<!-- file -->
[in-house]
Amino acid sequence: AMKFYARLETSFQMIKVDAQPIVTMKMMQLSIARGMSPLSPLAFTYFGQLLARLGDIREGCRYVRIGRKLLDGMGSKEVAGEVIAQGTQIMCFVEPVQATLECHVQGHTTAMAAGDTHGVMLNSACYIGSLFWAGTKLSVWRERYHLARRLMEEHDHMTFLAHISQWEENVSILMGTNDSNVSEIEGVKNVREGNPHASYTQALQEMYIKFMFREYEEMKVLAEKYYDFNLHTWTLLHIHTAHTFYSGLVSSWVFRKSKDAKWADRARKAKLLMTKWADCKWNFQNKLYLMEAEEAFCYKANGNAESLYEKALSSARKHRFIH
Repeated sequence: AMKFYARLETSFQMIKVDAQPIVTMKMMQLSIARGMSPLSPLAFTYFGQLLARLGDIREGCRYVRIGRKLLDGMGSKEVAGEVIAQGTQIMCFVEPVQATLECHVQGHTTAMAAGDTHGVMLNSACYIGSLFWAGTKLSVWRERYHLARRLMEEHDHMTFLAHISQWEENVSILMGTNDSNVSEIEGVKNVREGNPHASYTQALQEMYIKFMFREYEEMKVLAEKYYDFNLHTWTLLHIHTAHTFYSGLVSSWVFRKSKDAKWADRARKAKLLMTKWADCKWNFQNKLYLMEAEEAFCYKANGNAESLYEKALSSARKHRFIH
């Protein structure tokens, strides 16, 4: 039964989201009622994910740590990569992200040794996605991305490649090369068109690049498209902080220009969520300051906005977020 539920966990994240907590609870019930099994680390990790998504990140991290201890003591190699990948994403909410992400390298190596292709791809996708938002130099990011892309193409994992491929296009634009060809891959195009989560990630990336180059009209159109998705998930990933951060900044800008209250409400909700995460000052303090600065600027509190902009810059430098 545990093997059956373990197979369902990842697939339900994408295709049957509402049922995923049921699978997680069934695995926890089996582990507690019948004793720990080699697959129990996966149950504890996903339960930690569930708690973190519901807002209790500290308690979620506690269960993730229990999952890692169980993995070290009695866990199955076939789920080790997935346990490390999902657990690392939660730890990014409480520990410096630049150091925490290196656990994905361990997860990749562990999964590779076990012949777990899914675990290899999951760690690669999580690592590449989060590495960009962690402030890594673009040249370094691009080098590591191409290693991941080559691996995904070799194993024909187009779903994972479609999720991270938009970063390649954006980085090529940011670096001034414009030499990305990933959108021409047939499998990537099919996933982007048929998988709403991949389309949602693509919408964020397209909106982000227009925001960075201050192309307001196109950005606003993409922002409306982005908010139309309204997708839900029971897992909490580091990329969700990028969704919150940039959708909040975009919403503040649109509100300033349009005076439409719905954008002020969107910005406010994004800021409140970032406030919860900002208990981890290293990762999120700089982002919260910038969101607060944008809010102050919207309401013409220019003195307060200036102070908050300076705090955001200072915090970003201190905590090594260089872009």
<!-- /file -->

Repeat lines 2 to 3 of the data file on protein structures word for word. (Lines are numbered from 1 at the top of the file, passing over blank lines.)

Amino acid sequence: AMKFYARLETSFQMIKVDAQPIVTMKMMQLSIARGMSPLSPLAFTYFGQLLARLGDIREGCRYVRIGRKLLDGMGSKEVAGEVIAQGTQIMCFVEPVQATLECHVQGHTTAMAAGDTHGVMLNSACYIGSLFWAGTKLSVWRERYHLARRLMEEHDHMTFLAHISQWEENVSILMGTNDSNVSEIEGVKNVREGNPHASYTQALQEMYIKFMFREYEEMKVLAEKYYDFNLHTWTLLHIHTAHTFYSGLVSSWVFRKSKDAKWADRARKAKLLMTKWADCKWNFQNKLYLMEAEEAFCYKANGNAESLYEKALSSARKHRFIH
Repeated sequence: AMKFYARLETSFQMIKVDAQPIVTMKMMQLSIARGMSPLSPLAFTYFGQLLARLGDIREGCRYVRIGRKLLDGMGSKEVAGEVIAQGTQIMCFVEPVQATLECHVQGHTTAMAAGDTHGVMLNSACYIGSLFWAGTKLSVWRERYHLARRLMEEHDHMTFLAHISQWEENVSILMGTNDSNVSEIEGVKNVREGNPHASYTQALQEMYIKFMFREYEEMKVLAEKYYDFNLHTWTLLHIHTAHTFYSGLVSSWVFRKSKDAKWADRARKAKLLMTKWADCKWNFQNKLYLMEAEEAFCYKANGNAESLYEKALSSARKHRFIH